Q: Do you think that mentorship is really important in wonderhell?
[Laura Gassner Otting]: Absolutely. If you’ve got imposter syndrome or doubt or uncertainty or anxiety, mentoring someone else is the best way to remind yourself on a regular basis that you know what the hell you’re doing!
I think mentoring is super important, I have to say, I’ve got more out of that mentoring relationship than I’ve given. I always learn more, I’ve found more, I’ve figured out especially as a writer how to tell a story, to teach a lesson in a way that’s me just saying it in my own brain. It literally allows me to figure out how I want to show up deliberately in the world, than just flying by the seat of my own pants on my own. If there is the post sadness when bowing out of a business I could write a 7 book series on the crisis of identity I had when I was no longer LGO, CEO, here’s my business card!
So sort of figuring out who we are, and that goes back to that first question of what does success mean? Does it mean I exited and made a ton of money? Does success mean I exited but I created an institution not a cathedral? Does success mean I exited and now I just have freedom to go onto the next thing? But thinking about what success is, if you’re finding success as defined by someone else, when you get it it’s going to be pretty hollow.
[Vikas: I feel as if a lot of individuals don’t create the space to figure what that is and indeed be honest with themselves about that. And I guess that links to stopping being people pleasers and pleasing ourselves part of this.]
[Laura Gassner Otting]: Yes, in Limitless I talk about this concept of consonance as I discussed earlier, being made up of 4 parts – calling, connection, contribution and control. So there’s so much pressure to ‘find your calling’. First of all I think it’s plural because we have different callings at different times in our lives, but also we have linked the word calling to purpose, and purpose to service, and service to sacrifice. Because if you’re not literally giving the shirt off your back to a poor kid in need you’re not sacrificing, you’re not serving, so clearly you’re just one of those people who makes a lot of money or you’re pushing papers all day long. If your purpose is to cure cancer, that’s amazing, but if your purpose is to make a lot of money so that your family doesn’t have to be in debt and make different decisions than you had to make, that’s great too. If your purpose is to make even more money and buy the beach house and a Maserati and maybe you want to donate money to that person who’s trying to cure cancer, great. But your purpose is your purpose, plain and simple.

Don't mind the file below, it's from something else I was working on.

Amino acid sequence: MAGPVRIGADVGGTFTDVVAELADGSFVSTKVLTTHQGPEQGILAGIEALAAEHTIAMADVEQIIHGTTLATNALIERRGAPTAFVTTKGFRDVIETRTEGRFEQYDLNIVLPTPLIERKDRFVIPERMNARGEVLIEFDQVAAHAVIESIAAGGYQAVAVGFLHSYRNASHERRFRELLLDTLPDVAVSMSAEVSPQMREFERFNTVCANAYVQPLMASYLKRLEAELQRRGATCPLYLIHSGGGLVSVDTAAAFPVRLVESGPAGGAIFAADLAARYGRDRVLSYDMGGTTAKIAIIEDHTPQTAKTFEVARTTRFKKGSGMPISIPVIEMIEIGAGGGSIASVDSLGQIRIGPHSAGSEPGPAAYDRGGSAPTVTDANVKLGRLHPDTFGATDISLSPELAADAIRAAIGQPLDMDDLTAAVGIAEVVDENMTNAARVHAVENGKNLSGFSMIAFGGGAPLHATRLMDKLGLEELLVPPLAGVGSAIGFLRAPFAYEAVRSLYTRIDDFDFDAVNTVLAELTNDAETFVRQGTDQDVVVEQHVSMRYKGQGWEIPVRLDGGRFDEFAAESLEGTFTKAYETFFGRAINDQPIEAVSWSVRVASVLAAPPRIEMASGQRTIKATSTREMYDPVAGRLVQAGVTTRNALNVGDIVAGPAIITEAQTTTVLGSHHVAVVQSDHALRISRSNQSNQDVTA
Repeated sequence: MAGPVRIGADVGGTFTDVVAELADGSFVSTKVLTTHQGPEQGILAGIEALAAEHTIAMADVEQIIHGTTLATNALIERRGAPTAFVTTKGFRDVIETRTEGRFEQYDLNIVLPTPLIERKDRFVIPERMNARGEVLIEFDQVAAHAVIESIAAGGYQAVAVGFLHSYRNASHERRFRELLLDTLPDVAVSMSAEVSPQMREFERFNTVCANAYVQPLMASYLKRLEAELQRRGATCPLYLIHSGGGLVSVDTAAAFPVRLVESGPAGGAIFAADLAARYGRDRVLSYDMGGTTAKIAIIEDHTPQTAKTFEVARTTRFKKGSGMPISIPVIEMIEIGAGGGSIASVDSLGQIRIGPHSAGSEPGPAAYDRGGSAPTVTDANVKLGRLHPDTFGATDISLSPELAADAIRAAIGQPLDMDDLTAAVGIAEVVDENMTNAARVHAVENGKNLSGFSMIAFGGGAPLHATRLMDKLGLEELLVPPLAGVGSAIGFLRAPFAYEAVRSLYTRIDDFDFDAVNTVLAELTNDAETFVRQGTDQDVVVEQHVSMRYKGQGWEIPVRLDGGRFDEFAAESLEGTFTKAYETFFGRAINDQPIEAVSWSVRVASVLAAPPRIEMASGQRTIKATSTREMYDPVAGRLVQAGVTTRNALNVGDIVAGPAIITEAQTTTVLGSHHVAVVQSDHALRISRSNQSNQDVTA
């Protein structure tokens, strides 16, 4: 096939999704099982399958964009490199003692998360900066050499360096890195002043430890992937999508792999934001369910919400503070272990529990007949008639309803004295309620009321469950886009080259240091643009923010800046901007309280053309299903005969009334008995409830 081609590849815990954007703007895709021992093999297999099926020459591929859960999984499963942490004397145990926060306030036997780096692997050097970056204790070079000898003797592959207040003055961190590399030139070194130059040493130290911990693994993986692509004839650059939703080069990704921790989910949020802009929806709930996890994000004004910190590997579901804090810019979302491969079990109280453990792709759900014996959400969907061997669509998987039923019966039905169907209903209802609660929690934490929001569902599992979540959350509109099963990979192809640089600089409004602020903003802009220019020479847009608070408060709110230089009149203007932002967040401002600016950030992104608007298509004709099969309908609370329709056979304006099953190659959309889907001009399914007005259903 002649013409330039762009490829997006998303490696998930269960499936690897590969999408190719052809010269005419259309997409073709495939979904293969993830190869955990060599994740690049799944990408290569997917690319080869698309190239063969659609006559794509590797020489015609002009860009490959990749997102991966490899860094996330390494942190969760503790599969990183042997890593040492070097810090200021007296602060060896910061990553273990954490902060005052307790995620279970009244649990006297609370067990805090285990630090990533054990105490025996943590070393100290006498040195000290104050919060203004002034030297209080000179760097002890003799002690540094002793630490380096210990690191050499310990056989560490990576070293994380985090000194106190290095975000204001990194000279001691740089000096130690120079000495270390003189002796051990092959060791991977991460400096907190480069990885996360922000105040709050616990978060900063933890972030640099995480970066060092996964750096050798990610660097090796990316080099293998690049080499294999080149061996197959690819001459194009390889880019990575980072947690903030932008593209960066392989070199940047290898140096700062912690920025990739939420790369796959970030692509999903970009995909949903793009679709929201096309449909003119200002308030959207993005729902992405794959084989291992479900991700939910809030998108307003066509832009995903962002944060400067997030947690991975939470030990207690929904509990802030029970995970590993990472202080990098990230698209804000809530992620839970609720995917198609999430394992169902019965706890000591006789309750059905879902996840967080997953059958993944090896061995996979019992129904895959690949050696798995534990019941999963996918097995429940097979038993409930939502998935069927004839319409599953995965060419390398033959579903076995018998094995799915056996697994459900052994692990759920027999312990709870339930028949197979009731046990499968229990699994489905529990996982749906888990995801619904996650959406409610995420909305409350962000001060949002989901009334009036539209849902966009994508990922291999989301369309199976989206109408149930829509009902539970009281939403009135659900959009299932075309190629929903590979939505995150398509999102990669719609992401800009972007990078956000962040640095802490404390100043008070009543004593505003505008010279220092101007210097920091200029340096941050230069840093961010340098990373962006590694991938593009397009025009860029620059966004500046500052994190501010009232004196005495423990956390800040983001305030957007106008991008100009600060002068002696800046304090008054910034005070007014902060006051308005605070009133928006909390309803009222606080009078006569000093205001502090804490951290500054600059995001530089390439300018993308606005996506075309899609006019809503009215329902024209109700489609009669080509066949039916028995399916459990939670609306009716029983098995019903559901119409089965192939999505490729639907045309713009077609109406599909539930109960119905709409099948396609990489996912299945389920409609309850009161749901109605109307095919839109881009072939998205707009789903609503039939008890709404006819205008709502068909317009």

At every age and at every stage reached we need different amounts of it, and I think a lot of times we are not defining that success for ourselves, it’s because somebody like a high school counsellor or a college counsellor gave us a definition and then we stuck with it. We picked a path, we picked a major, we picked a college, we made that decision before we had a frontal lobe. Literally before our brain was capable of making a good, sound, logical decision.
We have to stop purpose shaming everyone. Maybe when you are young your purpose might be super idealistic, when you’re in the middle of your life it might be maximising your income, when you’re later in your life it may be mentoring and figuring out your legacy.
When my last book came out I did like 100 podcasts and more than a handful of times I got what I considered to be the dumbest question, which I don’t think you ask. But what advice would you give your 22 year old self and I was my 22 year old self who is listening to a podcast which was recorded over the internet and I’m listening to it on a cellphone? None of those things existed when I was 22, so even if I did know who I was at the time and knew what made me happy, the world around us changes so quickly. So I think it’s not just figuring out that definition, but it’s also knowing that every 7 years or so that definition is going to change, because we are going to change, our families are going to change and the world around us is going to change.
Q: What does legacy mean to you? What do you hope is the echo or imprint that you’re leaving on the world through your work?
[Laura Gassner Otting]: Simple answer. When I die, I want people to say my life was a little bit better because Laura was in it. I have no expectation to fix the climate crisis or save the whales. Wouldn’t it be great if I helped somebody find their purpose and they could do it? But that’s it, I just think we need to leave this place a little better than we found it and I hope that I have some active role in that with as many people as possible.